Making such a decision based on this type of unrepresentative poll is a risky choice. You may actually choose to increase production of the wrong flavour!
Collecting data that is based on a representative sample of your customers is a costly exercise.
So why not use your online ‘community’ to do a ‘quick and dirty’ poll?
Surely a Twitter, Facebook or website / corporate blog poll is economical. You do it fast and easy and voilà, you got what you need, right? NOT.
Okay agreed, doing the above will strengthen your hand with a CEO. They might not grasp basic methodology issues of sampling or survey research. Plus, you got data from your online community, which is another reason to invest more money there.
In the Migros example above, having an online poll on your Migipedia platform achieves 3 things:
1. it allows your marketing folks and community managers to show the platform is useful for something;
2. regardless of which flavour wins and gets produced, you can always push it in your company newspaper. This way you reach 3 million readers in Switzerland – a country that has 7.8 million inhabitants,
3. even if the new product turns out to be a flop, thanks to other marketing channels, you sell 150,000 to 300,000 (or more) 1-liter bottles of chai tea syrup during the Christmas Season.
With its many resources and varied marketing channels (e.g., weekly Migros Magazin), Migros can ‘afford’ to use shabby research. It is in the enviable position to succeed, in spite of ‘spending’ so much.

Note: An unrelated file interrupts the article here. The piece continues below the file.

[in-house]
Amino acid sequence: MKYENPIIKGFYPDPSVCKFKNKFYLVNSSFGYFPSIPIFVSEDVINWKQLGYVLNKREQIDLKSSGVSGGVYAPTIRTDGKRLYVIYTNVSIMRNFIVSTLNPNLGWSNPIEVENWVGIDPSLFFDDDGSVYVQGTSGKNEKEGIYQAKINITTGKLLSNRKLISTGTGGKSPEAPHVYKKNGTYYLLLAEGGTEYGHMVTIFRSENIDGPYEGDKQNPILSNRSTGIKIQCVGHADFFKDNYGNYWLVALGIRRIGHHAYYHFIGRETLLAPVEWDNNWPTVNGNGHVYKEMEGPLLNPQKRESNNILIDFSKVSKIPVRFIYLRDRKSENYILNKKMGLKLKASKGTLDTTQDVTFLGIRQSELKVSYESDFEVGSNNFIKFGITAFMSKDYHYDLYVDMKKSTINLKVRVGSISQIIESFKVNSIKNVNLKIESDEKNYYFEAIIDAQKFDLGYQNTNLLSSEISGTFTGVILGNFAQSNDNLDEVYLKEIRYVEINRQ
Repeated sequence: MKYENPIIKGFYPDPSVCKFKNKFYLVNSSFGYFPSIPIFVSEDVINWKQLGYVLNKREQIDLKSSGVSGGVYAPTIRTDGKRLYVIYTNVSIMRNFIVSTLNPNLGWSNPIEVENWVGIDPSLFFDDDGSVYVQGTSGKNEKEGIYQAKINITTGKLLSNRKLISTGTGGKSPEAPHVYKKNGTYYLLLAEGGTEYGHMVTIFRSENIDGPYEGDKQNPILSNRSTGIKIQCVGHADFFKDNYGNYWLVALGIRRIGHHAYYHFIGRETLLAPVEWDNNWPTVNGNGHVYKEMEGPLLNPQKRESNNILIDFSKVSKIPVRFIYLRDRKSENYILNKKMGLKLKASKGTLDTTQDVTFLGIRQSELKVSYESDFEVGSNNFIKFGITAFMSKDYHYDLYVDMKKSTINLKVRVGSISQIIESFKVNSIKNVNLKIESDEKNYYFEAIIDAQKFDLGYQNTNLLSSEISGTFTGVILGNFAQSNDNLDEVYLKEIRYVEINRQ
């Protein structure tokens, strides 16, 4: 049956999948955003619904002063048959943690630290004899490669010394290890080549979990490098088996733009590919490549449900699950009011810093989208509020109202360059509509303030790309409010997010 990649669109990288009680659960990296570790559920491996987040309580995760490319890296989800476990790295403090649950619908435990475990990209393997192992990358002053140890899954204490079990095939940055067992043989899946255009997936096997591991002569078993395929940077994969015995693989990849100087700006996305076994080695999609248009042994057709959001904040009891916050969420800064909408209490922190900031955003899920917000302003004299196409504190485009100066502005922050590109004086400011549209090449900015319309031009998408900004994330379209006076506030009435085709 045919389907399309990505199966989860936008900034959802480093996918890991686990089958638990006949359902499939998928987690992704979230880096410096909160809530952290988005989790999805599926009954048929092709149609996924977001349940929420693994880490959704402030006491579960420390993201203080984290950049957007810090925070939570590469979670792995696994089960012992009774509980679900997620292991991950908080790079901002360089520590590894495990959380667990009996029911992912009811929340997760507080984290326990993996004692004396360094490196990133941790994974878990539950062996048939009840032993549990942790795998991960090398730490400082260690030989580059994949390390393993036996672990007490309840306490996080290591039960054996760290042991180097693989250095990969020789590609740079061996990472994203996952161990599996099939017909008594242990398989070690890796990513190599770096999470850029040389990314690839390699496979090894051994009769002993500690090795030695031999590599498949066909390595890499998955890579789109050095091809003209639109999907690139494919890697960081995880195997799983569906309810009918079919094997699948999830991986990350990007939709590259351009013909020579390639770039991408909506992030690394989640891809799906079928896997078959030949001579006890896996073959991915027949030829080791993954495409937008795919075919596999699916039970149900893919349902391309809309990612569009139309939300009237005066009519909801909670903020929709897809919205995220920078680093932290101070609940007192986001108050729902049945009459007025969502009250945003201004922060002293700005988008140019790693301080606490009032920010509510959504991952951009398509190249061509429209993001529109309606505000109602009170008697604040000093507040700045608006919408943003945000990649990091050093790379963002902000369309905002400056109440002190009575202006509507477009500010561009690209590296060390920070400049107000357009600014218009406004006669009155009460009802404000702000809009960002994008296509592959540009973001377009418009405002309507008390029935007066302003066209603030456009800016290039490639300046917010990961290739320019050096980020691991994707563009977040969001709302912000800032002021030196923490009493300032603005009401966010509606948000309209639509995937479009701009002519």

The company might never learn that its analysis actually led the team to choose the second or even third best choice. Nonetheless, your marketing clout ensures that you can show it to management as an example of having done the right thing. Of course, we know it was done for the wrong reasons, but since management probably won’t find out, who cares – right?
One poll is worse than none
As the above image from last week regarding air strikes in Syria shows, poll results can change quite a bit within a week.
For starters, no pollster wanting to stay in business will use a non-representative sample to get opinions. Using such data is unlikely to give you the insights you need for Hillary Clinton or any other candidate to succeed during next year’s US election.
I left the above comment at the end of the blog post (it has not been published by YouGov so far). I asked about things that a good pollster will always publish with the poll results.
For instance, I asked how data were collected, whether the sample is representative, and what the margin of error was. I could not find any information about any of that. Of course, trust is not improved when one fails to publish a reader comment that raises method issues about your poll.
“YouGov draws a sub-sample of the panel that is representative of British adults in terms of age, gender, social class and type of newspaper (upmarket, mid-market, red-top, no newspaper), and invites this sub-sample to complete a survey.”